My game is (barely) on track to what other games in the top 100 have done in the same amount of time. Although, some of those games received a huge boost at some point, exactly from what is unknown (perhaps a Kickstarter page or a post on a well-known news site). It is a little frustrating that Steam provides varied stats for both the top 100 and 50 games, seeming inconsistent and troublesome to developers who are particular about that sort of thing. It’s clear that my game has a long way to go before it ever gets accepted by votes alone.
Now, some people complain that 1) Steam does a bad job promoting Greenlight submissions, 2) Steam’s accepted games through Greenlight are random and not representative in interest and sales and is notorious to get through, and 3) Steam has no quality control for Greenlight. Let’s address that.
Steam actually does a fantastic job promoting new Greenlight submissions. You may not actually see any unless you go to the “Greenlight” page, but truthfully most gamers playing only AAA games wouldn’t care anyway. For the people that do check the page every now and then, Steam gives users “a queue” of randomized recent submissions for you to go through. If you choose, you can go through a queue of about half a dozen games, one by one, voting “yes” or “no” before going to the next. It’s a fantastic system that encourages people to discover games and voice some opinion, and only takes a few minutes for a user to help a bunch of games out. If you prefer, you can do things the old fashioned way and see all the recent submissions, organized by most recent automatically, every week or so to see the new games by icon and title.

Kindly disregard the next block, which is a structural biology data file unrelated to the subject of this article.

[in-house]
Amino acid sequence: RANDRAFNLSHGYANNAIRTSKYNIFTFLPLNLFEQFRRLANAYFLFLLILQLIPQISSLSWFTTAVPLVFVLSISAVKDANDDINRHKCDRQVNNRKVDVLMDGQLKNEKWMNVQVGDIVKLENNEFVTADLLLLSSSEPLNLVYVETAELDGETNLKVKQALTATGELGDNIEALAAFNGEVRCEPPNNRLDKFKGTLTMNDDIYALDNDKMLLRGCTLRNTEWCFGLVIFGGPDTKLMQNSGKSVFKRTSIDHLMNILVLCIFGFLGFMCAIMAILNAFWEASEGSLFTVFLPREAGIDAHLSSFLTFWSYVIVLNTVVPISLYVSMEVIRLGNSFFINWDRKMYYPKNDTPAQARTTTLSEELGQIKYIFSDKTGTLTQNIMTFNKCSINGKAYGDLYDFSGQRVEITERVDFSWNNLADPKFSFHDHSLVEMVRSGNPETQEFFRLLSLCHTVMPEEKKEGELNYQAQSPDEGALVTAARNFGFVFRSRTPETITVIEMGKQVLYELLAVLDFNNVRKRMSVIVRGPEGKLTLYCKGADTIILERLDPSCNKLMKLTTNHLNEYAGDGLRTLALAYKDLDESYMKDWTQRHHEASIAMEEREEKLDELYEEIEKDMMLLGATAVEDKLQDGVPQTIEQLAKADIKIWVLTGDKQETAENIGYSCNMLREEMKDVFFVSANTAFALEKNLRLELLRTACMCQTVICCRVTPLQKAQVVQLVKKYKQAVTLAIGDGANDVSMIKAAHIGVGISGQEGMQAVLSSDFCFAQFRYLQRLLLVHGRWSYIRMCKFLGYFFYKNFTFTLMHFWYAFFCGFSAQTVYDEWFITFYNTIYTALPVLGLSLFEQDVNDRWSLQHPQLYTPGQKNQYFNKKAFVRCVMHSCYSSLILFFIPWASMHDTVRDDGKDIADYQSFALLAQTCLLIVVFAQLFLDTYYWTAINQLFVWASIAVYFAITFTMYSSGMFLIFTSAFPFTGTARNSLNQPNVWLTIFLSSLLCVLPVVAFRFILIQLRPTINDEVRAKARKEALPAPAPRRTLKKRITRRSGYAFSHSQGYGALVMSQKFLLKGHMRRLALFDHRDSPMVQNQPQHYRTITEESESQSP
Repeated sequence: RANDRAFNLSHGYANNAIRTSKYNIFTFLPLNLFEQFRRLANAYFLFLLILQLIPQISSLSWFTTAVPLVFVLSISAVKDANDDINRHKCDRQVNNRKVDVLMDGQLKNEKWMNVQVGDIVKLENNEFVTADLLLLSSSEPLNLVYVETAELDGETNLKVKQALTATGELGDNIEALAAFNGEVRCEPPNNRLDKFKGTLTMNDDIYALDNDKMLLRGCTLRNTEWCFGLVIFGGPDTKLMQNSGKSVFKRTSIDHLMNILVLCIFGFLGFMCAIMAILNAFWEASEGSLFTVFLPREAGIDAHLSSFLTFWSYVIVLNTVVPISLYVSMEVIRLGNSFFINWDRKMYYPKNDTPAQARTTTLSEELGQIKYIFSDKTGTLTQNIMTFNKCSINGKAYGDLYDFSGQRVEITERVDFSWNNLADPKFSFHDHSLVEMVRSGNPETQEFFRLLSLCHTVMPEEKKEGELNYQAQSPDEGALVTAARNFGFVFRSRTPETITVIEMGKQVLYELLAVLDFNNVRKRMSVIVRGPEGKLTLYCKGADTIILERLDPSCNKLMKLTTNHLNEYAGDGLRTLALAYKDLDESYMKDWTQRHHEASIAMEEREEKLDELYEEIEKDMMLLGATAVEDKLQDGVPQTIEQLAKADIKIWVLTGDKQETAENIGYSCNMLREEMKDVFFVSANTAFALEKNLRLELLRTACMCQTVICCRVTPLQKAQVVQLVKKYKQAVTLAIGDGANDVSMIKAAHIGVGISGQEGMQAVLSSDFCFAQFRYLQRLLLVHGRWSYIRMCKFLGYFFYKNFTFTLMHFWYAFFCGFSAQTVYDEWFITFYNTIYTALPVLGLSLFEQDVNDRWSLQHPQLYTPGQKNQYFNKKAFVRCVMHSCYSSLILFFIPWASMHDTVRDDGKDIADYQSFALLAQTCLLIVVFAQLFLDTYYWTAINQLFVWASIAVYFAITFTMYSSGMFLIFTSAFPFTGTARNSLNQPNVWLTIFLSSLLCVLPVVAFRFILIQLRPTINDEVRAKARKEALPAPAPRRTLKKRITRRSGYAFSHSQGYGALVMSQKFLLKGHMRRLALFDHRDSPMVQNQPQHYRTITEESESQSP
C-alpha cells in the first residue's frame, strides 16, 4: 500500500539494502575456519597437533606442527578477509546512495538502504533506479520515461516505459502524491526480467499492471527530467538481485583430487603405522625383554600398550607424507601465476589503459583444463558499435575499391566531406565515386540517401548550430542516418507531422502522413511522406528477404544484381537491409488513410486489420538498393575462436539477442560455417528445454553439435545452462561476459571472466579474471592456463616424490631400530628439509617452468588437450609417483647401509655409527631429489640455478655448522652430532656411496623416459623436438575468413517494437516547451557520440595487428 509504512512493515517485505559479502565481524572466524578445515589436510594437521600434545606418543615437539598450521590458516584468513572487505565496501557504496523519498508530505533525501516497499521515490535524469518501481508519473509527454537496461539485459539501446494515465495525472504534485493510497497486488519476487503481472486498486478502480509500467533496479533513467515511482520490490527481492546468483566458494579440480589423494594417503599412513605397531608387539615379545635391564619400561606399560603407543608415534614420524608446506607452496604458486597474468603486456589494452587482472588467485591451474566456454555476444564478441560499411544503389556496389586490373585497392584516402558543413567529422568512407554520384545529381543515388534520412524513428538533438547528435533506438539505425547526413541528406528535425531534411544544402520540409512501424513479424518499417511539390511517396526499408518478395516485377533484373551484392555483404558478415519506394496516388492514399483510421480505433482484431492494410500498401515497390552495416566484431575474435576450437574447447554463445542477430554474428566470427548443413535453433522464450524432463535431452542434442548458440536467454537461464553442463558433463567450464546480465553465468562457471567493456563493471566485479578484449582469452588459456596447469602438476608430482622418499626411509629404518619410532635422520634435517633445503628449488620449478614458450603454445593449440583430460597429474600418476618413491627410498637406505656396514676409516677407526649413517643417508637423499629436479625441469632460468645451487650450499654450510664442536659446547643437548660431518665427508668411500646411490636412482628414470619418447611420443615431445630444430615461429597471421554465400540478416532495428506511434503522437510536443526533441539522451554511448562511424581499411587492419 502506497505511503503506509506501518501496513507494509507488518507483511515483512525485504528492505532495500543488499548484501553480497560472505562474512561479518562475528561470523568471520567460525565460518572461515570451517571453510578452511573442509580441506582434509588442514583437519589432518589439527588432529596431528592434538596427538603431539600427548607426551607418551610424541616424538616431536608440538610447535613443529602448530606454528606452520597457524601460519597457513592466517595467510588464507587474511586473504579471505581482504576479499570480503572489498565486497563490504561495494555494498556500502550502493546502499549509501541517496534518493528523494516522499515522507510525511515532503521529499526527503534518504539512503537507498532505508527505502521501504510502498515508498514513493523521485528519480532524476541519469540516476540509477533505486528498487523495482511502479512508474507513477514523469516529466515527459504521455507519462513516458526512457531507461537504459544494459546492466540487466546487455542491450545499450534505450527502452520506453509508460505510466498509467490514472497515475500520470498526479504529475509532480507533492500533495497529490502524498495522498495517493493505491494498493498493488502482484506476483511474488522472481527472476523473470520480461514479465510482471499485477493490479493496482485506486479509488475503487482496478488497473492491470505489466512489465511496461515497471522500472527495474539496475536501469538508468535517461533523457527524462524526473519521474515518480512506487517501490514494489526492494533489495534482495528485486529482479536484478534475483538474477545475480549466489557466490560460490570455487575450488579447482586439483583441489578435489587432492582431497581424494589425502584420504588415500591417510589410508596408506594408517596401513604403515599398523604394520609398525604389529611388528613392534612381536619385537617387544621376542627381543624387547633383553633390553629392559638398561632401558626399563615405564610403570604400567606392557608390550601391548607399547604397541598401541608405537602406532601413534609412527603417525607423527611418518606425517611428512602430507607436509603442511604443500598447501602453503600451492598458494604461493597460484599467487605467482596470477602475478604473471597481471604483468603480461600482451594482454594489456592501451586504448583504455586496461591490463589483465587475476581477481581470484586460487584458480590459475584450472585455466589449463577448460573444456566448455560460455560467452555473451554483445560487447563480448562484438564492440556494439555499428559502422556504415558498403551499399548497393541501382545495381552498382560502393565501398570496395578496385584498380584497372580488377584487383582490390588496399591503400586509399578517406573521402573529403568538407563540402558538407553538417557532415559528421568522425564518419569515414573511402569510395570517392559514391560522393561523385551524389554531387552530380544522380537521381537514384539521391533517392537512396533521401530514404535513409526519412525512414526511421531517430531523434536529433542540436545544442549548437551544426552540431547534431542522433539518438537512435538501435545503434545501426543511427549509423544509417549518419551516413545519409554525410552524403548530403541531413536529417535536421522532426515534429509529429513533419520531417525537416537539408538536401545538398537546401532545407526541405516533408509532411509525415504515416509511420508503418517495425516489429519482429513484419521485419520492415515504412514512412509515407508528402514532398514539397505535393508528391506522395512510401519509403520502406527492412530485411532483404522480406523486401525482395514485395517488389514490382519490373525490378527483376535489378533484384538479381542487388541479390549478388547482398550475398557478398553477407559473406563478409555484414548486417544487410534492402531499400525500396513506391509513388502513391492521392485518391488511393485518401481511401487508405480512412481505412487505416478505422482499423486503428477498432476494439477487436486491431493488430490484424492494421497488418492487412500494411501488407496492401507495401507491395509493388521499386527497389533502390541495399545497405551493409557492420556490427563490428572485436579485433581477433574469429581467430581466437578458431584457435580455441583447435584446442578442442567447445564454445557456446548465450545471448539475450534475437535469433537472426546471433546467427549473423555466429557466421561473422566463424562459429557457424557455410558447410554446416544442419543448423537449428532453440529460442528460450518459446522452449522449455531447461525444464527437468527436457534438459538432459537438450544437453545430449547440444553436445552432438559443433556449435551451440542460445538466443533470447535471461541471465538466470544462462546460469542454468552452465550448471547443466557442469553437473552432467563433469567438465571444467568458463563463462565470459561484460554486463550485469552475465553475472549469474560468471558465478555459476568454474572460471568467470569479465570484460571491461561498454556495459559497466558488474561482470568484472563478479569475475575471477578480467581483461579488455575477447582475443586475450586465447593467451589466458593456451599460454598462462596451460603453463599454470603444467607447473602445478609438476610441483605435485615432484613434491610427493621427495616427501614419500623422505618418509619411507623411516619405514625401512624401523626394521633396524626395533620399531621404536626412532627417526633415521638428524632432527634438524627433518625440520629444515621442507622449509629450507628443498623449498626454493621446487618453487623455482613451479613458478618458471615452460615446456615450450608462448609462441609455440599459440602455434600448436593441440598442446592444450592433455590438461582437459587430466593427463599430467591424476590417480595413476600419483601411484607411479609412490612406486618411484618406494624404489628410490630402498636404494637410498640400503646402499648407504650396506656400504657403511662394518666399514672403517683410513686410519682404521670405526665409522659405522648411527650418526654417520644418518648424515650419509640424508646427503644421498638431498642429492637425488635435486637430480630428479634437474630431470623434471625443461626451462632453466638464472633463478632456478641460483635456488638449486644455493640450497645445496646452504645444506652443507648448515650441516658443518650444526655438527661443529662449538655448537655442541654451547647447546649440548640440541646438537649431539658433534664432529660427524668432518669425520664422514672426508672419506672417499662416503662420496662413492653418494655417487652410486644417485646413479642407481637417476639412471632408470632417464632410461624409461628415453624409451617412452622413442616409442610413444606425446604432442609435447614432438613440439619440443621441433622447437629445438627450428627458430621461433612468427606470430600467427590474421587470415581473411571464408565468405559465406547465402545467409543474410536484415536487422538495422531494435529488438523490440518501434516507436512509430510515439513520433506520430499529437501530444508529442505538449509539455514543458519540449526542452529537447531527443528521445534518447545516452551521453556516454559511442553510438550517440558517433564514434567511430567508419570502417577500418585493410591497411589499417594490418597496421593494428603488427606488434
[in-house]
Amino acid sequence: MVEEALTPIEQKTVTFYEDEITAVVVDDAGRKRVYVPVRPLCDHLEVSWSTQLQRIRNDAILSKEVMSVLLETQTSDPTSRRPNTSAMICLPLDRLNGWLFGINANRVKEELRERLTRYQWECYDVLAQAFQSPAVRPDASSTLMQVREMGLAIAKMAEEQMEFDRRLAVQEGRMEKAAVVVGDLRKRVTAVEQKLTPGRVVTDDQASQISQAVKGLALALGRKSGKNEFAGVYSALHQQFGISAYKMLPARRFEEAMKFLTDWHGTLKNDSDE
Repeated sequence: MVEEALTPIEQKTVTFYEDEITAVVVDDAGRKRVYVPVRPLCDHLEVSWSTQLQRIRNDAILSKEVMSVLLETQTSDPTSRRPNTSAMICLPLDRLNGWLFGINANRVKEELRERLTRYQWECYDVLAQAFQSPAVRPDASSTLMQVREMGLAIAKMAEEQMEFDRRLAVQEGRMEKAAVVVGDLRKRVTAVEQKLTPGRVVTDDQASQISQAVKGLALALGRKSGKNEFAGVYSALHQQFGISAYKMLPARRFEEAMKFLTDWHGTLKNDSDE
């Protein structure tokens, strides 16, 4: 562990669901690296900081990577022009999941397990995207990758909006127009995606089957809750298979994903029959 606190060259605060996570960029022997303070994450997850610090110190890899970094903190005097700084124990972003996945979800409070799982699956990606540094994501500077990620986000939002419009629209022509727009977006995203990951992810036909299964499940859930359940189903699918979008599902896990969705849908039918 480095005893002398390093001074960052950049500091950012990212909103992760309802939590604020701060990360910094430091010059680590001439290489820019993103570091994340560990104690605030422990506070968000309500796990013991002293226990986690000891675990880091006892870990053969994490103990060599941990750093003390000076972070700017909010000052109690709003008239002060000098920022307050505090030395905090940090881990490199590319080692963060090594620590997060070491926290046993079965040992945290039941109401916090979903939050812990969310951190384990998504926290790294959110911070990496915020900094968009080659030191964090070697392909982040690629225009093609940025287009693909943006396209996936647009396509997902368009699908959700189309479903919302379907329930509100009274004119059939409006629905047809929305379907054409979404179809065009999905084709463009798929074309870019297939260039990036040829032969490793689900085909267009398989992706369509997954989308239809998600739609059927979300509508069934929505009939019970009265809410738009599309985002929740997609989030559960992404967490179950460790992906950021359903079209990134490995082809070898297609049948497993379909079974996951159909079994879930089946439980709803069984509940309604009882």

It’s not a lot, but the little promotion achieved is surprisingly effective. It targets the world’s largest collection of gamers, and has gotten me more feedback than anywhere else. More than Twitter or Facebook. More than Youtube. More than Reddit. More than IndieDB (who has lately decided to not accept any updates to my game as “real news”, limiting that site’s potential drastically). More than this blogging site. More than several news sites dedicated to promoting indie games. More than a failed Kickstarter page to a similar game last year. More than a free Steam Greenlight “Concept” page. In fact, I think my Steam Greenlight page has more comments and “likes” than all of these sources COMBINED! Indie devs are probably concerned that it barely makes a dent compared to the top games: even if every visitor to my page so far voted “yes,” I’d only be halfway to getting among the average of the top 50. The sad truth is that indie developers need to be very good at getting press out there and in front of people’s eyes. It would be nice if Steam somehow limited certain games from getting too much attention, like if they were to limit up to 10,000 visitors to a game page before locking it’s stats to compare with others. But generally, press and generating excitement is YOUR job, the developer. It’s fantastic that Steam can get this many people to see my game as it is.